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Paul Tracy

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Prior to starting InvestingAnswers, Paul founded and managed one of the most influential investment research firms in America, with more than 2 million monthly readers. While there, Paul authored and edited thousands of financial research briefs, was published on Nasdaq. com, Yahoo Finance, and dozens of other prominent media outlets, and appeared as a guest expert at prominent radio shows and i...

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Updated February 16, 2021

What is Debt Load?

Debt load is the total amount of debt that a company has on its balance sheet. All publicly traded companies must file financial statements, including balance sheets, every quarter.

How Does Debt Load Work?

Let's look at a copy of Apple's balance sheet as compiled by Yahoo! Finance:

We can see that as of September 26, 2009, Apple had a debt load (the Total Liabilities line item) of almost $15.9 billion.

Why Does Debt Load Matter?

Companies carry debt for any number of reasons, and looking at debt load in and of itself may not be very useful. In most cases, you want to look at debt load relative to another measure, like equity, cash flow or total assets.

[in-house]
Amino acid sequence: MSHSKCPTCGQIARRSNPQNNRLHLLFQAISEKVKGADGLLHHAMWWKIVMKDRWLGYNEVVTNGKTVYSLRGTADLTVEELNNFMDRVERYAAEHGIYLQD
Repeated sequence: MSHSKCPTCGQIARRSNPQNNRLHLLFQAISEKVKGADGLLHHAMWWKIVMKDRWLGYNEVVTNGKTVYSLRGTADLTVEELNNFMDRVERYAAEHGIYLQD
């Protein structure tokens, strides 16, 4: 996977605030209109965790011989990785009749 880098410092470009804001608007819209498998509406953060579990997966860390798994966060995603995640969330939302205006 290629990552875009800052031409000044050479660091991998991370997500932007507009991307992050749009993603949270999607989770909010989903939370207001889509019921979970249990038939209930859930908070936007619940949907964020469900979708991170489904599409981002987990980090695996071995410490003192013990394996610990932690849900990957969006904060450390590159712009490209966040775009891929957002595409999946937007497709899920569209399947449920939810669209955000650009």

Many analysts look at a company's debt ratio to gauge its financial health. You can calculate the debt ratio by dividing Total Debt by Total Assets. Apple's debt ratio as of September 26, 2009 was $15.9 billion / $47.5 billion = 33.5%. This tells us that only 33.5% of Apple's assets are financed with debt.

[To learn how to evaluate companies using profitability, liquidity, and debt leverage ratios, click here to read 20 Key Financial Ratios Every Investor Should Use.]

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Paul has been a respected figure in the financial markets for more than two decades. Prior to starting InvestingAnswers, Paul founded and managed one of the most influential investment research firms in America, with more than 2 million monthly readers.

If you have a question about Debt Load, then please ask Paul.

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